Interview: Star Wars and Wolfenstein Director On Respecting Performance Capture, The Power Of Imagination, And Making The Jed

“I think as a community, we should [push for actors] to be listed as a performance and not just voice, because I do a lot of performance capture,” Tom Keegan, the cinematic director of Star Wars Jedi: Fallen Order and Wolfenstein: The New Colossus tells me. “The actor invests a significant amount of time and energy and talent in creating the character physically as well as verbally.”

Keegan has worked on several Star Wars and Wolfenstein games, as well as projects in film, television and theatre. His experience working with motion capture has led him to be passionate about ensuring the actors get the respect they deserve for embodying the performance, though he does also point out that even just voice acting takes “incredible energy and stamina.” Still, performance capture is a much more rounded and demanding role, as Keegan explains.

“It’s so different from film for the actor, because in film you’re playing a character, and you may be in a beautiful setting, your hair is done up by someone who makes you look incredible, your makeup is done, and you’re in a costume that makes you feel ‘Oh, my God, I wish I could dress like this every day!’,” Keegan says. “Performance capture is exactly the opposite. You come into the room, you take off your lovely clothes, and you put on this neutral cat suit that might have some coloured patches on it, your body with your six pack washboard is turned into a set of dots, your lovely hair is put under a cap and your beautiful face is turned into a dot matrix. And that separates a really good actor from an actor who is more of a personality, because what you have left there is a body and a voice and a spirit. You have to be an actor who’s really grounded in those. It takes a special actor, it takes a really, you know, special and strong actor. And having said that, for the most part they love it.”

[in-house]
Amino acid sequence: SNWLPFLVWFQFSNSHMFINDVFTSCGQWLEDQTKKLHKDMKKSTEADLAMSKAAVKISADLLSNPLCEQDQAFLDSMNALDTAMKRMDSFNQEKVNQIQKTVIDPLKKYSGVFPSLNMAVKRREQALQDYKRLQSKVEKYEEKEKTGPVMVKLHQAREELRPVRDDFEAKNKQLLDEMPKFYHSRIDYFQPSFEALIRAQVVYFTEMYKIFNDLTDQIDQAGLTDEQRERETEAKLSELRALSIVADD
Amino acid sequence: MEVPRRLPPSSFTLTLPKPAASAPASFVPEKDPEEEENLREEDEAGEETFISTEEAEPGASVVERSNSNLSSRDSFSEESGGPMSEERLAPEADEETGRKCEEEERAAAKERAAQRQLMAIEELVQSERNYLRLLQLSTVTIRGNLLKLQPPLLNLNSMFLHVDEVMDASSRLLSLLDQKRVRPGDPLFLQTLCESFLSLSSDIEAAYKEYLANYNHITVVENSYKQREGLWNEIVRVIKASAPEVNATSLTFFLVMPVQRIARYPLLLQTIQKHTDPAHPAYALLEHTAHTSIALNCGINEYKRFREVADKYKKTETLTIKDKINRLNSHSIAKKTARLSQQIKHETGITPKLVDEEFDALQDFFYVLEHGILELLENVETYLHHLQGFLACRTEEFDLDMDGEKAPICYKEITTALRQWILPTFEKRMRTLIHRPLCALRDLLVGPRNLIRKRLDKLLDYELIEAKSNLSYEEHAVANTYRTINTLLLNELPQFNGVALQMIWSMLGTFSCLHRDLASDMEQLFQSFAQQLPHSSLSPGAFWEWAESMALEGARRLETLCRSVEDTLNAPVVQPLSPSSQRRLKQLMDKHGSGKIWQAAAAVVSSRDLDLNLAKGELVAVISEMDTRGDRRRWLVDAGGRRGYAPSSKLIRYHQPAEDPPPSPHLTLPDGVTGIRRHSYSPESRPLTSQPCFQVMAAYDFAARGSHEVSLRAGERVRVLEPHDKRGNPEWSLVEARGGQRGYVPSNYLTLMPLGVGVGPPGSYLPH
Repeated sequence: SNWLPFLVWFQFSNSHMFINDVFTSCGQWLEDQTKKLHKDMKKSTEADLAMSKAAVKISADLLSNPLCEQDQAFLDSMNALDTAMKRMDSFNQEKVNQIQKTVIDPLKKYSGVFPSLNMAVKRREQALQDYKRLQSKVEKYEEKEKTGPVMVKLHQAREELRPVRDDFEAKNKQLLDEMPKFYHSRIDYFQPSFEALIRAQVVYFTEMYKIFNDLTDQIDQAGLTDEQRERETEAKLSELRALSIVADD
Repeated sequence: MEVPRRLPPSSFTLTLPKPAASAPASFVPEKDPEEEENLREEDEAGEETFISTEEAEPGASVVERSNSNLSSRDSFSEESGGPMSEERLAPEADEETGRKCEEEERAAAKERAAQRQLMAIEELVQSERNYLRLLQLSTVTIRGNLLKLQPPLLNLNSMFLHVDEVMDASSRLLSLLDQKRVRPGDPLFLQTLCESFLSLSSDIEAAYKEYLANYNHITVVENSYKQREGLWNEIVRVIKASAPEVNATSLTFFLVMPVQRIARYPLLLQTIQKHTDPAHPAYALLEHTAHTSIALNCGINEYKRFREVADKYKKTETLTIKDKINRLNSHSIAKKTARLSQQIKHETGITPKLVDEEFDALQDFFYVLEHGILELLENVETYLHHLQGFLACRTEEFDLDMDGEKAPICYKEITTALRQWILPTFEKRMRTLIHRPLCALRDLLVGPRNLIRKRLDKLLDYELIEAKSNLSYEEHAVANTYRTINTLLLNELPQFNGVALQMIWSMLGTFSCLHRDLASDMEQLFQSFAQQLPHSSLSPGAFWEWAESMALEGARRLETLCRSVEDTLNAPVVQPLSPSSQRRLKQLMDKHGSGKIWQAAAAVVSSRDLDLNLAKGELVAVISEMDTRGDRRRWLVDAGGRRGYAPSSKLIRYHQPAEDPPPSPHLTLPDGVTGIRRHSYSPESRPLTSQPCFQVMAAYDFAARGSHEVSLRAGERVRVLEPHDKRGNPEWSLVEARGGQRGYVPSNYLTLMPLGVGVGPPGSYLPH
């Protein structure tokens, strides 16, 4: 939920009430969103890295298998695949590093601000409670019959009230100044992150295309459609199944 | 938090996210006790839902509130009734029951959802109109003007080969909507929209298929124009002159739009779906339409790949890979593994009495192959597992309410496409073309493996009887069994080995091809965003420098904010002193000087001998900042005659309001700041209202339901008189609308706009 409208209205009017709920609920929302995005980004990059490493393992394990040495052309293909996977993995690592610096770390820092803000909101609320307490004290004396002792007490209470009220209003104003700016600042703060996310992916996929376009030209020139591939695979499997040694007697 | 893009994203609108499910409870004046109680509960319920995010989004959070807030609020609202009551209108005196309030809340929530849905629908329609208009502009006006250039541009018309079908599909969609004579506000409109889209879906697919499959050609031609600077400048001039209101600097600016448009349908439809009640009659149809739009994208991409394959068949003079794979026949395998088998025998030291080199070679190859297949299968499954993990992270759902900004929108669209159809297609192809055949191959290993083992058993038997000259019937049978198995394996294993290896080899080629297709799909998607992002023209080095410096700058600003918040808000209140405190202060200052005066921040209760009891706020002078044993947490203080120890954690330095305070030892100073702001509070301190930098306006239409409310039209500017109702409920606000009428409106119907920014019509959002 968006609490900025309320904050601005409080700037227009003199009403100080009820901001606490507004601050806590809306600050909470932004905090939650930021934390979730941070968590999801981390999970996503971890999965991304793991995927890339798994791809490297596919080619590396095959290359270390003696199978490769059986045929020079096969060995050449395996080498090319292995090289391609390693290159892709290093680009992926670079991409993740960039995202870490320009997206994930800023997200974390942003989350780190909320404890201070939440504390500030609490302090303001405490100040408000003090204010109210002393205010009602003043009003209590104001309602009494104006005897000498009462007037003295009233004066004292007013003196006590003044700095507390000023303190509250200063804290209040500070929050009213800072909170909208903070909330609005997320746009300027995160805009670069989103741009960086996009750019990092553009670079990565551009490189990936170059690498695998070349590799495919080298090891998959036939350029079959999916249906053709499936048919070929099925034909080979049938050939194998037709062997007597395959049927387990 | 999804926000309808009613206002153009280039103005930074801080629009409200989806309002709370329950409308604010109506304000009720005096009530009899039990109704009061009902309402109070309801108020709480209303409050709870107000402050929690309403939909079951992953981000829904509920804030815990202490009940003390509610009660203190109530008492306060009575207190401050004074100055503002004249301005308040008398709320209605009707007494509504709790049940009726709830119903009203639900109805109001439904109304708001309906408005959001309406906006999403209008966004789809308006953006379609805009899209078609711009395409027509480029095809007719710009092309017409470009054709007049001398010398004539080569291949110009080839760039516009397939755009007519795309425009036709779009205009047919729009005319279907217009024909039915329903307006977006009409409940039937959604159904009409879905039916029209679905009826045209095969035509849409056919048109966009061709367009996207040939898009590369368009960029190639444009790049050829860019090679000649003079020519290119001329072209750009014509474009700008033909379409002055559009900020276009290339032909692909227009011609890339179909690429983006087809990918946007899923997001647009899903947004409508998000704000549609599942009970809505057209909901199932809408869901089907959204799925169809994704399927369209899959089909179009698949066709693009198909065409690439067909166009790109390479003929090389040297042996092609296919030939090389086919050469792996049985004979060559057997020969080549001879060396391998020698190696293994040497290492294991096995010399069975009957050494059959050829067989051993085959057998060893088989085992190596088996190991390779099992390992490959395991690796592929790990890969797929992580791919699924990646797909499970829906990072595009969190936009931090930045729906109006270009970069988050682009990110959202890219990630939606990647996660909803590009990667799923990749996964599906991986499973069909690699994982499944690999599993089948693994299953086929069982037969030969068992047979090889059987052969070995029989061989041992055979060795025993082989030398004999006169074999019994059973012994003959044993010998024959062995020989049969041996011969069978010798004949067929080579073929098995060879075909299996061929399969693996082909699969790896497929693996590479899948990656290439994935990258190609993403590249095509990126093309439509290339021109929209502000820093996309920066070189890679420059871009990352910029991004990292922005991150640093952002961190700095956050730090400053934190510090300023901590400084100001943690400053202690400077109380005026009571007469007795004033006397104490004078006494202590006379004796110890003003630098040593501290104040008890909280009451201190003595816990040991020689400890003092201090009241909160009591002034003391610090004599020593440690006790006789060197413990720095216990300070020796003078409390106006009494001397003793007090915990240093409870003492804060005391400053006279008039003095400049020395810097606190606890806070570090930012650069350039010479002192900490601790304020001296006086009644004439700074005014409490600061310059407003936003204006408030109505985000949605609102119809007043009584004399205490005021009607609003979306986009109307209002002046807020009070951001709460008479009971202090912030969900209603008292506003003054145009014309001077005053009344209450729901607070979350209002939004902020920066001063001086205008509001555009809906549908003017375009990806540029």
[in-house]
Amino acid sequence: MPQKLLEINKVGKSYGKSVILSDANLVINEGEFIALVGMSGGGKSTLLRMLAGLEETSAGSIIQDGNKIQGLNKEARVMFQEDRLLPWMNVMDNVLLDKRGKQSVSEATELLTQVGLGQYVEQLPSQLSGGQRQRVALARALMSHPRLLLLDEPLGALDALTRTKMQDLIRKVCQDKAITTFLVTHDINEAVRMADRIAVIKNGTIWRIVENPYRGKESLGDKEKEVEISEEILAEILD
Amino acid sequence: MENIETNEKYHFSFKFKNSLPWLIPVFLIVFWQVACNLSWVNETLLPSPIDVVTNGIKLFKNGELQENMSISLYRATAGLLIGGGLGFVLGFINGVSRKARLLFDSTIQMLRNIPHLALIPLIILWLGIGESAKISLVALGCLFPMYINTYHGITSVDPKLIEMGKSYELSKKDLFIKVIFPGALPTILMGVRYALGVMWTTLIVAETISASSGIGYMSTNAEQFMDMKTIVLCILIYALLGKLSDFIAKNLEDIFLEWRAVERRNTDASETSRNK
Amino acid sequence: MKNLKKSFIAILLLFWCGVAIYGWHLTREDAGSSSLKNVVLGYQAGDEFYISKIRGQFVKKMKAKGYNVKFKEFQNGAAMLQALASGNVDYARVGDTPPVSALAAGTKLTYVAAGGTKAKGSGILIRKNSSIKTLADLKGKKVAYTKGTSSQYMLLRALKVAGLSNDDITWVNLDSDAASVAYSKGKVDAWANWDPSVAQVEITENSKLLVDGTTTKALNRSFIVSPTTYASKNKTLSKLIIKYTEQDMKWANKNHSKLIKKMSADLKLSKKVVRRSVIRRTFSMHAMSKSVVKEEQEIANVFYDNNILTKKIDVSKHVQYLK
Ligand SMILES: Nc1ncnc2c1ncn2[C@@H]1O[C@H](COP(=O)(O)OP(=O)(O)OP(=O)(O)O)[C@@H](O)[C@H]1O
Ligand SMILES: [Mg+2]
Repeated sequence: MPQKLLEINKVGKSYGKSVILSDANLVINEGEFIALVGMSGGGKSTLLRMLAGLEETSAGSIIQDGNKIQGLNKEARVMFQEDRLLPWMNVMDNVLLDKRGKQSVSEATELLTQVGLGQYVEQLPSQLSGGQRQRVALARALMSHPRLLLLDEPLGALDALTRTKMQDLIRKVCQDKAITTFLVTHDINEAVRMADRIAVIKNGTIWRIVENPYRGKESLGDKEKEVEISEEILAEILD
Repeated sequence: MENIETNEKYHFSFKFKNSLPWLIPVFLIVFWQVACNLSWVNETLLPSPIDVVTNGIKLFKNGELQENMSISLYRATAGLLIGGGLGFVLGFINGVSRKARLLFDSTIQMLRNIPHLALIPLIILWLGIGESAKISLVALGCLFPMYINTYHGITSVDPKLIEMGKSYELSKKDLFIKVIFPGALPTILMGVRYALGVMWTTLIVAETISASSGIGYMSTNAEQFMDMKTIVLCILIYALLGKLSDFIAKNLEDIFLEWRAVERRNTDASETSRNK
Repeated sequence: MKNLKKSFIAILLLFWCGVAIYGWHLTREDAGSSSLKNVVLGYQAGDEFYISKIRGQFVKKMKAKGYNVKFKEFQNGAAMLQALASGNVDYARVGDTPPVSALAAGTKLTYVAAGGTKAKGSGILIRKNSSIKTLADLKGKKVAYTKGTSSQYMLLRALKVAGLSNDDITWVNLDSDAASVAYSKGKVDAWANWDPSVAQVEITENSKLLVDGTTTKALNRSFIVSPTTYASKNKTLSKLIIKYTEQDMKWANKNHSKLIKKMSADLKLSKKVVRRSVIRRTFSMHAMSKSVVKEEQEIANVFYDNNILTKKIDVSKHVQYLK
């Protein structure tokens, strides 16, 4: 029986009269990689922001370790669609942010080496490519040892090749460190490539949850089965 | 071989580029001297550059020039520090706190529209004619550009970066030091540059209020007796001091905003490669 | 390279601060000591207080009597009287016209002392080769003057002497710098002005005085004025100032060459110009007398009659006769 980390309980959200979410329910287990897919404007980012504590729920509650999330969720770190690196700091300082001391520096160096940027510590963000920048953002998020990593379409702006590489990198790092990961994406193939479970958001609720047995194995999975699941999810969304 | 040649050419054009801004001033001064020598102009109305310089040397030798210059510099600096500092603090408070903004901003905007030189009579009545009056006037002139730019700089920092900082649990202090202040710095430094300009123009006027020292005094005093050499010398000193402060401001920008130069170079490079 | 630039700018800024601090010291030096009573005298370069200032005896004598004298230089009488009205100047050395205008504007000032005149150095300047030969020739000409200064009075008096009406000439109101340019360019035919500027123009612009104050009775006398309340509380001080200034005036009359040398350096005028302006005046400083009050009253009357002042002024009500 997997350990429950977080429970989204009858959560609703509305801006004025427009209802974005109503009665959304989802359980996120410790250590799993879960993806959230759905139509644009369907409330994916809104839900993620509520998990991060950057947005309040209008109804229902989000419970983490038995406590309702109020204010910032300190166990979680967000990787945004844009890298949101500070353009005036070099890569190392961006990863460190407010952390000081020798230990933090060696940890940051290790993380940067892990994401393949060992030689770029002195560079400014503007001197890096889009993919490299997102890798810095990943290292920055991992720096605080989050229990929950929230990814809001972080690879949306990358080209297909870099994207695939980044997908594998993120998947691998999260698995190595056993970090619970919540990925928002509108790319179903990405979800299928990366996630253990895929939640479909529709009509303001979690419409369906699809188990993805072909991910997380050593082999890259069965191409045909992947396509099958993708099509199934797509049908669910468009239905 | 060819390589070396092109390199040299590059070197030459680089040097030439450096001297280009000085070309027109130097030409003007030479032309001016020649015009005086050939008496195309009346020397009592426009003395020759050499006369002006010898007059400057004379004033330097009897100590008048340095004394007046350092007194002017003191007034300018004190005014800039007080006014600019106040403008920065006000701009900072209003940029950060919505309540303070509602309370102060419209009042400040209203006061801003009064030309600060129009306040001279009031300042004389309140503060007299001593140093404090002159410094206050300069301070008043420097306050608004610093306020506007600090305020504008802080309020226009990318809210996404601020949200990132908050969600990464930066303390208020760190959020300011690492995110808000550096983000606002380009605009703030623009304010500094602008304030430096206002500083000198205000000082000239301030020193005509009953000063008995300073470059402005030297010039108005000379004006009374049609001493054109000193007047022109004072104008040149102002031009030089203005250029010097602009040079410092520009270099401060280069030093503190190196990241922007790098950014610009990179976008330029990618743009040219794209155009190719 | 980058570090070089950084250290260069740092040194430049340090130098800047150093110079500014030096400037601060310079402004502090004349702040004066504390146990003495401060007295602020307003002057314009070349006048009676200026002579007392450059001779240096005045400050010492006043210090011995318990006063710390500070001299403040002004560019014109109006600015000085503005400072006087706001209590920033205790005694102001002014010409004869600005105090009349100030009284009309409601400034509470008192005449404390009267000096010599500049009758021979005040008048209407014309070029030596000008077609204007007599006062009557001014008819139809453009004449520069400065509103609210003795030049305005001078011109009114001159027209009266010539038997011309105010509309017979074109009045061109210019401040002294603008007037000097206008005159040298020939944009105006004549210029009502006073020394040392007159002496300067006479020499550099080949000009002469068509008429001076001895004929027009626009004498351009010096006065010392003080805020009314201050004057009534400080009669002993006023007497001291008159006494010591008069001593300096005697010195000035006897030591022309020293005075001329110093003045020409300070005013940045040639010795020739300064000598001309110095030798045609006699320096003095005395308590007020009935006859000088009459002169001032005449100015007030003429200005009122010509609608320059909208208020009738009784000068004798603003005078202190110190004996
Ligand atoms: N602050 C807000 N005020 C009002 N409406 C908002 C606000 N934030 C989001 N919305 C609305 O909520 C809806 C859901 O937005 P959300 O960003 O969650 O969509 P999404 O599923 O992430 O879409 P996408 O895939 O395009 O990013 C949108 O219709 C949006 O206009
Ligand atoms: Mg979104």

Having interviewed a lot of voice actors previously, when asked if they would change anything, by far the most common answer is “I wish I got to do the performance capture,” despite the extra challenges involved. As Keegan says though, sometimes these challenges can be the most fun part of the whole process. “On a mocap set, you’ll see that everything still requires tremendous imagination,” Keegan says. “So you’re playing on these crates and that’s the tank, or you have an Ikea stool upside down as the steering wheel. It’s super fun.”

In Star Wars, this imagination sometimes needed to extend further too, as the alien designs required some out of the box thinking. “For the pilot, we had a tennis ball [on elastic] with a little thing that they would pull down when they would go into hyperspace. But because the character Greez has four arms, we would have to shoot the scene, and then he would have to pull the switch, then we would have to do another take of the same scene in the same timing for the other two arms. So where he would move his arms in a completely different pattern. And I mean, that takes a lot of skill and focus for the actors.”

It’s not just in the set design that Star Wars requires extra imagination though. Keegan says his core directorial technique is to make things local; something that might seem challenging for a story set in a galaxy far, far away. “The more local you can make it the more brilliant it is,” Keegan explains. “When people see a grand story and they can relate to the person, that’s the goal. That’s when it can feel local, it can make you feel like this character is an every person for everyone.”